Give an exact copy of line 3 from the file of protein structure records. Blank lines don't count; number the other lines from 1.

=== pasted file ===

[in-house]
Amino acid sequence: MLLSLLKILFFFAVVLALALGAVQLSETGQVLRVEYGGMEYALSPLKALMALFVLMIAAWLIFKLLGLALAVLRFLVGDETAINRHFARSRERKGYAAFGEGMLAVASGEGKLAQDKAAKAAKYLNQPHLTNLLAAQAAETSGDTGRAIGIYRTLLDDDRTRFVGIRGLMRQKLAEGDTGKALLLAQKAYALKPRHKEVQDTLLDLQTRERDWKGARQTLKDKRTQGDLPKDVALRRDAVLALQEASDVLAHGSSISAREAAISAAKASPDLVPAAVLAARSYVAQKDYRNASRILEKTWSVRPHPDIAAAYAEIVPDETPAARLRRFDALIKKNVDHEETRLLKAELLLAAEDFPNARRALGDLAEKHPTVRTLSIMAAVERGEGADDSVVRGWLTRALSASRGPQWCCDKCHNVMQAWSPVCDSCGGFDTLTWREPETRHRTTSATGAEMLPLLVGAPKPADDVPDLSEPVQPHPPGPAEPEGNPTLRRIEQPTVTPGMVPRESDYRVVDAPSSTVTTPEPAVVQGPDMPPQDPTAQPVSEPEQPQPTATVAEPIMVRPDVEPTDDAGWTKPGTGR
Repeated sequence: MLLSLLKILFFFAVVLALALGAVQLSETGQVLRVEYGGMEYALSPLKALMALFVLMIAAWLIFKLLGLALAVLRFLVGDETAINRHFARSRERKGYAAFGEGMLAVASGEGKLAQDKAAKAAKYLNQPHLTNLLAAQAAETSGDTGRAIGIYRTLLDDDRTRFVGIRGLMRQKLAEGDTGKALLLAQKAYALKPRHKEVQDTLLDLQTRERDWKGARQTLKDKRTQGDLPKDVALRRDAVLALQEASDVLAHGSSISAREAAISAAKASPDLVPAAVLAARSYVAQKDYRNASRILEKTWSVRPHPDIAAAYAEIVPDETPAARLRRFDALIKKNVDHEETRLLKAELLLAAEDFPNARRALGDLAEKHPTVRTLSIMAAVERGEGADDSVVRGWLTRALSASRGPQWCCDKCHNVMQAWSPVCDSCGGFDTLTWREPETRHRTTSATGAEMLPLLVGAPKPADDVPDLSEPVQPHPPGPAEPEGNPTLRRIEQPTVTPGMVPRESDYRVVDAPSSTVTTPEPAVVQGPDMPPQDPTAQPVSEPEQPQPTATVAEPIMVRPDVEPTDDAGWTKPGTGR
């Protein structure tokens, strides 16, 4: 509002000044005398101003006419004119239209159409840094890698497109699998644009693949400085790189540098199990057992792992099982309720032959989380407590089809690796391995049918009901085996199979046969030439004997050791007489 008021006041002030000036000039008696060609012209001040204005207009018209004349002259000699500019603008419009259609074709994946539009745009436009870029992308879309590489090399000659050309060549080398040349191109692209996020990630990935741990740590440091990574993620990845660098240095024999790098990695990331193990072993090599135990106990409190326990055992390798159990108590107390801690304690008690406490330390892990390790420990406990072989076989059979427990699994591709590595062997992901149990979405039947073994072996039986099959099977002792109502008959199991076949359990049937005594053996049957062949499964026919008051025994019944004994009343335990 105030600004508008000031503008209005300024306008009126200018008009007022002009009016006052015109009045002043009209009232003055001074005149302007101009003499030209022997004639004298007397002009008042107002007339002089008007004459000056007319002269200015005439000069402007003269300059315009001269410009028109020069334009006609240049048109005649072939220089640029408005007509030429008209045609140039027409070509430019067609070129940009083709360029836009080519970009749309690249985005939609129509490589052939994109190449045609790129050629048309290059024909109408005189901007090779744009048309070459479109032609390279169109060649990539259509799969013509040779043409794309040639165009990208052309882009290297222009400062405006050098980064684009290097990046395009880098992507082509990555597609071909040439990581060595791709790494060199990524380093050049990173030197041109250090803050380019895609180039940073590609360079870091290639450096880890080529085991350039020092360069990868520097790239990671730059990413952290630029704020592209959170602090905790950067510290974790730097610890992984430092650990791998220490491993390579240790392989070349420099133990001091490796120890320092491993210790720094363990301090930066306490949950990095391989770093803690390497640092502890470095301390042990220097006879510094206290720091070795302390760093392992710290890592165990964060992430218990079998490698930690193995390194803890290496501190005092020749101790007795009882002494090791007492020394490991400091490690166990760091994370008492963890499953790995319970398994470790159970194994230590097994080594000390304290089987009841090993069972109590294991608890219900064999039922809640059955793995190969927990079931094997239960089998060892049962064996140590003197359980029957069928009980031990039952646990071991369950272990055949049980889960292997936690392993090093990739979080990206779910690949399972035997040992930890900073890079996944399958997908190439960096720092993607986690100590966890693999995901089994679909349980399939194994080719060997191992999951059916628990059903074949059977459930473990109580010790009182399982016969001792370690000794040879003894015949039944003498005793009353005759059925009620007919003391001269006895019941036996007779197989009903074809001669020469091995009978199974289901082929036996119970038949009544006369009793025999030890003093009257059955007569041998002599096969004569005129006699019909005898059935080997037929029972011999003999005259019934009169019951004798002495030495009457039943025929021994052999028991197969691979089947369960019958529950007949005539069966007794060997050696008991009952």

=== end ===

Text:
Repeated sequence: MLLSLLKILFFFAVVLALALGAVQLSETGQVLRVEYGGMEYALSPLKALMALFVLMIAAWLIFKLLGLALAVLRFLVGDETAINRHFARSRERKGYAAFGEGMLAVASGEGKLAQDKAAKAAKYLNQPHLTNLLAAQAAETSGDTGRAIGIYRTLLDDDRTRFVGIRGLMRQKLAEGDTGKALLLAQKAYALKPRHKEVQDTLLDLQTRERDWKGARQTLKDKRTQGDLPKDVALRRDAVLALQEASDVLAHGSSISAREAAISAAKASPDLVPAAVLAARSYVAQKDYRNASRILEKTWSVRPHPDIAAAYAEIVPDETPAARLRRFDALIKKNVDHEETRLLKAELLLAAEDFPNARRALGDLAEKHPTVRTLSIMAAVERGEGADDSVVRGWLTRALSASRGPQWCCDKCHNVMQAWSPVCDSCGGFDTLTWREPETRHRTTSATGAEMLPLLVGAPKPADDVPDLSEPVQPHPPGPAEPEGNPTLRRIEQPTVTPGMVPRESDYRVVDAPSSTVTTPEPAVVQGPDMPPQDPTAQPVSEPEQPQPTATVAEPIMVRPDVEPTDDAGWTKPGTGR